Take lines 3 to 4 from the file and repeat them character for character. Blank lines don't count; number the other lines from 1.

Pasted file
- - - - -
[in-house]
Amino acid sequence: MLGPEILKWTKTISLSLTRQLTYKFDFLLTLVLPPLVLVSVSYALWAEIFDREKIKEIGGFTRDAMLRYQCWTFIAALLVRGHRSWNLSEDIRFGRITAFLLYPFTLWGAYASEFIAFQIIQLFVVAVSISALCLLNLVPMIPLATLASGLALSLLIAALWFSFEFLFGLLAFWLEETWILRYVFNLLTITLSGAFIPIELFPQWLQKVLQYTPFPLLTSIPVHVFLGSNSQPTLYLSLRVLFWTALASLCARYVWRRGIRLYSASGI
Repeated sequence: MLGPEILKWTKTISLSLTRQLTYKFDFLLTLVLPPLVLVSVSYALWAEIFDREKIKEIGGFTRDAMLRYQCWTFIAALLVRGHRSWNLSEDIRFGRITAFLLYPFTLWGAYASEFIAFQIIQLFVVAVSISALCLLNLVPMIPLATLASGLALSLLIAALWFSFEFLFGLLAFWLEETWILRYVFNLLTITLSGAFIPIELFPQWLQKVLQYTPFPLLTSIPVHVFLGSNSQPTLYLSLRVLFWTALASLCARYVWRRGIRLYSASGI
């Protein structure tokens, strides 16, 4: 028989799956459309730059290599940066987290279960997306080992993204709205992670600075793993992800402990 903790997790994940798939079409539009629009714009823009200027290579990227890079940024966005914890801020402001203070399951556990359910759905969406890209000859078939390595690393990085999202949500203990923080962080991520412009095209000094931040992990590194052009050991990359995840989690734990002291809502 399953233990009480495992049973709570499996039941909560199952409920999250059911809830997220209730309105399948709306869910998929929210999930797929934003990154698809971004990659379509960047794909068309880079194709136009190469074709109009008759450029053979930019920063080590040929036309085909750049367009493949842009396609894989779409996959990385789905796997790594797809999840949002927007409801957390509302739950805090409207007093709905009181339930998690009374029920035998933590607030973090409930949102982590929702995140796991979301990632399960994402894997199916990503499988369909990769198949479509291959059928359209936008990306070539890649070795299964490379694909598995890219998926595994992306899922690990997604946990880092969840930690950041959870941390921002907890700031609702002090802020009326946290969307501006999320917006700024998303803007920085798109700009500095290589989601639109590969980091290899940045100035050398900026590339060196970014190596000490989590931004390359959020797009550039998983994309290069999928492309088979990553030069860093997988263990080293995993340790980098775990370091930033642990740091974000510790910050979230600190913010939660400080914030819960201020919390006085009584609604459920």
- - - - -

Repeated sequence: MLGPEILKWTKTISLSLTRQLTYKFDFLLTLVLPPLVLVSVSYALWAEIFDREKIKEIGGFTRDAMLRYQCWTFIAALLVRGHRSWNLSEDIRFGRITAFLLYPFTLWGAYASEFIAFQIIQLFVVAVSISALCLLNLVPMIPLATLASGLALSLLIAALWFSFEFLFGLLAFWLEETWILRYVFNLLTITLSGAFIPIELFPQWLQKVLQYTPFPLLTSIPVHVFLGSNSQPTLYLSLRVLFWTALASLCARYVWRRGIRLYSASGI
């Protein structure tokens, strides 16, 4: 028989799956459309730059290599940066987290279960997306080992993204709205992670600075793993992800402990 903790997790994940798939079409539009629009714009823009200027290579990227890079940024966005914890801020402001203070399951556990359910759905969406890209000859078939390595690393990085999202949500203990923080962080991520412009095209000094931040992990590194052009050991990359995840989690734990002291809502 399953233990009480495992049973709570499996039941909560199952409920999250059911809830997220209730309105399948709306869910998929929210999930797929934003990154698809971004990659379509960047794909068309880079194709136009190469074709109009008759450029053979930019920063080590040929036309085909750049367009493949842009396609894989779409996959990385789905796997790594797809999840949002927007409801957390509302739950805090409207007093709905009181339930998690009374029920035998933590607030973090409930949102982590929702995140796991979301990632399960994402894997199916990503499988369909990769198949479509291959059928359209936008990306070539890649070795299964490379694909598995890219998926595994992306899922690990997604946990880092969840930690950041959870941390921002907890700031609702002090802020009326946290969307501006999320917006700024998303803007920085798109700009500095290589989601639109590969980091290899940045100035050398900026590339060196970014190596000490989590931004390359959020797009550039998983994309290069999928492309088979990553030069860093997988263990080293995993340790980098775990370091930033642990740091974000510790910050979230600190913010939660400080914030819960201020919390006085009584609604459920």